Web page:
Biblical Proof v. Pagan Persuasiveness
What does it mean to prove something? It means to obligate belief. Now what happens when you obligate belief in the case of someone who did not want his belief obligated in that way, in that particular direction? That’s right, it makes him angry. We tend to think this is terrible because we think that all conflict is terrible. But I mean this as a positive thing. It is good to create tension and conflict as the result of obligating someone to believe a truth he would much rather not believe. He wants to cling to his falsehood, and if you have obligated belief in the truth, then you have brought him to the point of decision. It is a decision he would much rather not have to make, and so this often results in anger—directed at the person who made this happen.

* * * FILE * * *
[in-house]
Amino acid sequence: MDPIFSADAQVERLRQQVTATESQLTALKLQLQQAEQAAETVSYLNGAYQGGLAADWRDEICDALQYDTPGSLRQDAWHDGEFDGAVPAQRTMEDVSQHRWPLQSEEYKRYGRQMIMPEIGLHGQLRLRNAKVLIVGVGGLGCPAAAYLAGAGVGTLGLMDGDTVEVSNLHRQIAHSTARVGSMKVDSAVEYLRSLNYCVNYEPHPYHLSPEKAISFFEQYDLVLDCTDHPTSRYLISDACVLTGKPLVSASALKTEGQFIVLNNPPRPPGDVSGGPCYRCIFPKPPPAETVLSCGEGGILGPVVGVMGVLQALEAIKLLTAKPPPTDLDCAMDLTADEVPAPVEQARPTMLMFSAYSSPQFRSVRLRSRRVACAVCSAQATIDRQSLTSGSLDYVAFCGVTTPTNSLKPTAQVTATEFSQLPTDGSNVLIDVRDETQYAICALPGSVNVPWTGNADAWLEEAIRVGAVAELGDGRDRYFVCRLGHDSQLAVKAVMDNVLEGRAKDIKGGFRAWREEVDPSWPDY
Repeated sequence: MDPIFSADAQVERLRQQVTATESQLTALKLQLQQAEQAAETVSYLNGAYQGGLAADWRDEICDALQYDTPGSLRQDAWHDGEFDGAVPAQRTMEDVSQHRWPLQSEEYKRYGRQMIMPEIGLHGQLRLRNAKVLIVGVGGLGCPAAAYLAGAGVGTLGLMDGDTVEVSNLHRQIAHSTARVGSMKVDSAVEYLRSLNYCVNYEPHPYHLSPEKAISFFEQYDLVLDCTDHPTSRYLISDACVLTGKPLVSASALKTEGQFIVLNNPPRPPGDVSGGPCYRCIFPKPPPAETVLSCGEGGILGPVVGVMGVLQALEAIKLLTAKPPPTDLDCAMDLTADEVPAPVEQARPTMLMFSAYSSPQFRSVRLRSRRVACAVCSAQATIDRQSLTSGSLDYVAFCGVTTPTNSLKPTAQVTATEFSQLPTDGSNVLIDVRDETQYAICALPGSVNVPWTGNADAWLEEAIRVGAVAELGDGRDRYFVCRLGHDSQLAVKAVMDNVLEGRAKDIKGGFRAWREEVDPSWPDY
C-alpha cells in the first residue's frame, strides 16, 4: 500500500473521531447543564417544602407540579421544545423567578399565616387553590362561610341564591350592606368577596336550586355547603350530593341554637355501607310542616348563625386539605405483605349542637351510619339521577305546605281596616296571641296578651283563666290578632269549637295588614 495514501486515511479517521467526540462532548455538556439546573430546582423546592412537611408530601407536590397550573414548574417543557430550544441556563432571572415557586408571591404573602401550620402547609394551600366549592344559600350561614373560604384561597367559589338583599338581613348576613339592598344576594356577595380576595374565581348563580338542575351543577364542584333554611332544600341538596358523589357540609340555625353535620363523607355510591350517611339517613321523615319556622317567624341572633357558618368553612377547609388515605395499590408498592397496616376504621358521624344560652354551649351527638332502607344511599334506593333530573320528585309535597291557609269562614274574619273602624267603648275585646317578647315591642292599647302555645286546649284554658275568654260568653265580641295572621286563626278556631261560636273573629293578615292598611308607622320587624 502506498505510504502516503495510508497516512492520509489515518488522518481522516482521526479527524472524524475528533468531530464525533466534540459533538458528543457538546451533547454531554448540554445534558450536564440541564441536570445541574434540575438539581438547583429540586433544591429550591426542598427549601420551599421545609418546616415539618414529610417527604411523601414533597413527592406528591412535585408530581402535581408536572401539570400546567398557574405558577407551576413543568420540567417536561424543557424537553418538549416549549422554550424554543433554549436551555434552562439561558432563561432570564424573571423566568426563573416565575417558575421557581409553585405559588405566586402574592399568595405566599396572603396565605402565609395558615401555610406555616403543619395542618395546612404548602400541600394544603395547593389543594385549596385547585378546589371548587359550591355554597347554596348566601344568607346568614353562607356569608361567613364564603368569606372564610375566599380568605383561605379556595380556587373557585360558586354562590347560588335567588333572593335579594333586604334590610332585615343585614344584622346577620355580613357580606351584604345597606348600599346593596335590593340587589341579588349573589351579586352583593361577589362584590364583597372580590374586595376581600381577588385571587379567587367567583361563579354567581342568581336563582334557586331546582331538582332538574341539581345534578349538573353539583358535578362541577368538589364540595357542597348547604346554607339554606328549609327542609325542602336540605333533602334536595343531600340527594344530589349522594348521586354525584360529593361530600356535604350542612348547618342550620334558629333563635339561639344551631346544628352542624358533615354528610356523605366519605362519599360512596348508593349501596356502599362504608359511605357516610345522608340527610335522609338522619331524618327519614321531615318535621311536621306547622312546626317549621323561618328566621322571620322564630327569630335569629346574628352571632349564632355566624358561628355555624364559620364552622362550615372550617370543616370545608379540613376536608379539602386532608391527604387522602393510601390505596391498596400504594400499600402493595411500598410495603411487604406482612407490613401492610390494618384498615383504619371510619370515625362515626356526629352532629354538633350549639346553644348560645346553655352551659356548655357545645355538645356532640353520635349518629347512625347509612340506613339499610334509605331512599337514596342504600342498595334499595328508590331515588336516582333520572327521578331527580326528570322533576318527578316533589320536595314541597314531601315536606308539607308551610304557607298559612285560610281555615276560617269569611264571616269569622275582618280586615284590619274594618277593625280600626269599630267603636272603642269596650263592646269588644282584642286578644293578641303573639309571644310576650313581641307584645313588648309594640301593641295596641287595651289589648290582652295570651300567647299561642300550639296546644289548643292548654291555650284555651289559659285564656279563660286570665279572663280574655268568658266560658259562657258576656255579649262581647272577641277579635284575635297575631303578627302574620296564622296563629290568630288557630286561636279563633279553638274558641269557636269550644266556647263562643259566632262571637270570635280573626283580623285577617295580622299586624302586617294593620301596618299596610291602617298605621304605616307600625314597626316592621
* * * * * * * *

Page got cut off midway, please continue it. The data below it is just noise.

Of course it is foolish to make people angry over truths that don’t matter that much (like whether or not it is raining right now, or whether San José is the capital of Costa Rica). But it is not foolish when the stakes are what they are in this case—the stakes being the salvation of immortal souls.
But because many Christians think that it is our duty to avoid negativity at all costs, we back away from the kind of faithful proclamation that necessarily creates such negativity. If someone desperately wants to retain his conviction that fornication is natural and healthy, and you obligate him to believe that it is not, then the response will either be anger or repentance. If someone profoundly needs to continue on with his conviction that we are the end product of so many millennia of blind evolution, and you obligate him to acknowledge a Creator God, the only two alternatives are anger or repentance. He does not want to stand at that crossroads, and so he lashes out at the person who brought him there.